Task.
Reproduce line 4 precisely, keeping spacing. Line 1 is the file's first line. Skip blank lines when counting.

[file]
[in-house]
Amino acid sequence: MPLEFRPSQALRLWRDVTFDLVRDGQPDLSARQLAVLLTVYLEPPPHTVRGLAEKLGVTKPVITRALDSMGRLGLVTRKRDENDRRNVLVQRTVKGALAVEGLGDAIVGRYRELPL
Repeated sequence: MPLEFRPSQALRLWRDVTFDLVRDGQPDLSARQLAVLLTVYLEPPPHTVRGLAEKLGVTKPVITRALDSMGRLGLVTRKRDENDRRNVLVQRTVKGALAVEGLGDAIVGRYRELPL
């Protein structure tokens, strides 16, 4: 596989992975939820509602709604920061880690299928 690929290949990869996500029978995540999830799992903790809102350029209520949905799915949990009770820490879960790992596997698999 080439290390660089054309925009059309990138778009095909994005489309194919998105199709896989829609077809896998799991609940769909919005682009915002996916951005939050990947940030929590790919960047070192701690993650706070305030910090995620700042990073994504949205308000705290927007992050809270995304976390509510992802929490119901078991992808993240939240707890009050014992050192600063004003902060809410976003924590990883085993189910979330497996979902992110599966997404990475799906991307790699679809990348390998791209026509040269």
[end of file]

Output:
């Protein structure tokens, strides 16, 4: 596989992975939820509602709604920061880690299928 690929290949990869996500029978995540999830799992903790809102350029209520949905799915949990009770820490879960790992596997698999 080439290390660089054309925009059309990138778009095909994005489309194919998105199709896989829609077809896998799991609940769909919005682009915002996916951005939050990947940030929590790919960047070192701690993650706070305030910090995620700042990073994504949205308000705290927007992050809270995304976390509510992802929490119901078991992808993240939240707890009050014992050192600063004003902060809410976003924590990883085993189910979330497996979902992110599966997404990475799906991307790699679809990348390998791209026509040269």